By Amy Norton
MONDAY, June 8, 2020 (HealthDay News) — The COVID-19 pandemic has had far-reaching effects, and a new study points to yet another: It may be keeping people from seeking emergency care for suicidal thoughts.
The study, at one large Ohio health system, found that ER visits for suicidal ideation dropped by over 60% in the month after the state instituted its stay-at-home order.
And that’s concerning, researchers said, because, if anything, this is a time when mental health needs are expected to be more acute than ever.
“The question is: Where are these patients now?” said senior researcher Dr. Baruch Fertel of the Cleveland Clinic in Ohio. “Are they just brushing off their problems? Are they getting help through telemedicine instead?”
Or, most worrisome, are some people going through with suicide instead of getting help?
There is no way of knowing at this point, Fertel said, because figures are not available. “Unfortunately, we’ll only find out later, when we’re able to study suicide rates,” he said.
The findings, published June 1 in the American Journal of Emergency Medicine, are the latest snapshot of how the COVID-19 pandemic has affected all aspects of medical care.
U.S. studies have charted declines in everything from hospital admissions for heart attack, to organ transplants, to childhood vaccinations.
In areas hard-hit by the disease, health systems were flooded, and non-urgent medical procedures put on hold. But even in regions where COVID-19 cases have been relatively low, stay-at-home orders and public fear of hospitals and doctor’s offices seem to be having an impact.
The new study, Fertel said, looked at the effect of those orders on an area of health care that has yet to be investigated: emergency department visits related to mental health. That includes people who are in crisis due to drug or alcohol abuse or suicidal thoughts.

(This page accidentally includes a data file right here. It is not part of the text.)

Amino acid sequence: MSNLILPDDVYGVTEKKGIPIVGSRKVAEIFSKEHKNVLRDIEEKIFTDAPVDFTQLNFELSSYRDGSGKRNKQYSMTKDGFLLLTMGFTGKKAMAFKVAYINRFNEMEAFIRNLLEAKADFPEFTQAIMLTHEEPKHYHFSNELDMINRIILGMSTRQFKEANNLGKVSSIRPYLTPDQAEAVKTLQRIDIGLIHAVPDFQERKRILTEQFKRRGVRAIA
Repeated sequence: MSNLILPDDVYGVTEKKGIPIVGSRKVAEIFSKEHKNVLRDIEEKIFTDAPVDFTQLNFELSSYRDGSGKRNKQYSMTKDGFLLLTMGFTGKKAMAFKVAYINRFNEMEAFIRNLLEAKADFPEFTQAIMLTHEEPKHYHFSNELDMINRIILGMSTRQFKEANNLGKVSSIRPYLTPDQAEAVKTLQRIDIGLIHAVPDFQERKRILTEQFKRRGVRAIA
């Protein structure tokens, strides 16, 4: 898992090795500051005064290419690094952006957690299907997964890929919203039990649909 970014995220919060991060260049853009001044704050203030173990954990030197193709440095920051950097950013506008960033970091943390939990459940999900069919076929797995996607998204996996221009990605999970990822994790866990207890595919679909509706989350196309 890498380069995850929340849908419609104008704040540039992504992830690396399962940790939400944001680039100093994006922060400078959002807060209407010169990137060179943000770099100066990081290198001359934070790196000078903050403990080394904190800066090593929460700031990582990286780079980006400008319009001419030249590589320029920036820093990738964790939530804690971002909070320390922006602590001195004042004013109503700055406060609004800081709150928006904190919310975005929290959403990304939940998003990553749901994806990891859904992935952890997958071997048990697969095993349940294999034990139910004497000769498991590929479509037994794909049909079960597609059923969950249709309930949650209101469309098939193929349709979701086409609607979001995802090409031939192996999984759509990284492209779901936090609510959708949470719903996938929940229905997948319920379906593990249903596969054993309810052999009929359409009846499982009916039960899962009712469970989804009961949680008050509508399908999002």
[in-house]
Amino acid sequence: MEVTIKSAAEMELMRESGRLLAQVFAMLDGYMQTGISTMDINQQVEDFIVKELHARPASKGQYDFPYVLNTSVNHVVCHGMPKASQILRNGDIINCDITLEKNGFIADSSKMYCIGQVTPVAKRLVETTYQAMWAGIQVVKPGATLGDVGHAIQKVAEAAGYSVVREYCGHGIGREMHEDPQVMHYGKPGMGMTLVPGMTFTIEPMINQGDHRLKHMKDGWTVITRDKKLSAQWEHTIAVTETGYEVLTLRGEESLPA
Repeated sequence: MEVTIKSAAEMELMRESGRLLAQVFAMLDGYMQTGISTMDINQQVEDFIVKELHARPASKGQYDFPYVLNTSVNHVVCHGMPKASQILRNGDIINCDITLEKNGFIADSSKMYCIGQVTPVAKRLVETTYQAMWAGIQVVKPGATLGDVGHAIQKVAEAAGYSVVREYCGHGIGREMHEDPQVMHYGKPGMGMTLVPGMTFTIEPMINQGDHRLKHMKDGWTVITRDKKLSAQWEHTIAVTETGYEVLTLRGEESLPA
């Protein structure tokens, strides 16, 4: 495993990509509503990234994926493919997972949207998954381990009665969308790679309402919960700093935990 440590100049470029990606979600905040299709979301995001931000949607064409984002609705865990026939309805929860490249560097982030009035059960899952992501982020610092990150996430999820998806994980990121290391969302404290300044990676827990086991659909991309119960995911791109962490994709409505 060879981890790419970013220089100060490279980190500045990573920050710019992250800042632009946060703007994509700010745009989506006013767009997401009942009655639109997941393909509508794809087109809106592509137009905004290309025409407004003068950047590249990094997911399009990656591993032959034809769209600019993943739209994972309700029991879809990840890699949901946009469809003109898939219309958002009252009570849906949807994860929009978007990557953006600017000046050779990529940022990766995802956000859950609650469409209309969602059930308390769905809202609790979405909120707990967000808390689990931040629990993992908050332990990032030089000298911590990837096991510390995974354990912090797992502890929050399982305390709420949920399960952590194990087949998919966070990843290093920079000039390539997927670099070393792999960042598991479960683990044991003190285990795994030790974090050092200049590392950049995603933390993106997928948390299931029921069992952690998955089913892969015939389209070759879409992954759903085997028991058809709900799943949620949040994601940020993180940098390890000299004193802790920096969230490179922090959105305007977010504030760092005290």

The researchers found that, across Cleveland Clinic emergency rooms, mental health visits were down 28% in the month after the stay-at-home order took effect, compared to the same month a year ago.
The difference was even greater for visits related to suicidal thoughts — which dropped 60%.
“We want people to know that we’re open and we’re here for them,” said Fertel, who is director of operations and quality improvement officer for the clinic’s emergency departments.
The findings are “important,” said Dr. Ken Duckworth, medical director of the nonprofit National Alliance on Mental Illness (NAMI).
But since the researchers only had information on what was happening in the ER, Duckworth said, it’s hard to know whether people found alternative care.
It varies by region, but some health systems have “mobile crisis capability,” where providers go to people’s homes, Duckworth noted.
“Other data sources would give a more complete picture,” he said. “These findings are important, but they give a partial picture. It’s a first step.”
It will take some time to get that broader understanding, Duckworth noted. For one, he said, the full mental health impact of the pandemic may be farther out, rather than immediate. And the data that researchers need to study the situation have to be gathered.
For now, Duckworth recommended that if people have a regular mental health provider, or primary care doctor, they talk with them about any services they need. They can also check with their health plan, or contact their local chapter of NAMI for support, he said.
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SOURCES: Baruch Fertel, M.D., director, operations, quality improvement officer, emergency services, Cleveland Clinic, Ohio; Ken Duckworth, M.D., chief medical officer, National Alliance on Mental Illness, Arlington, Va.; American Journal of Emergency Medicine June 1, 2020, online
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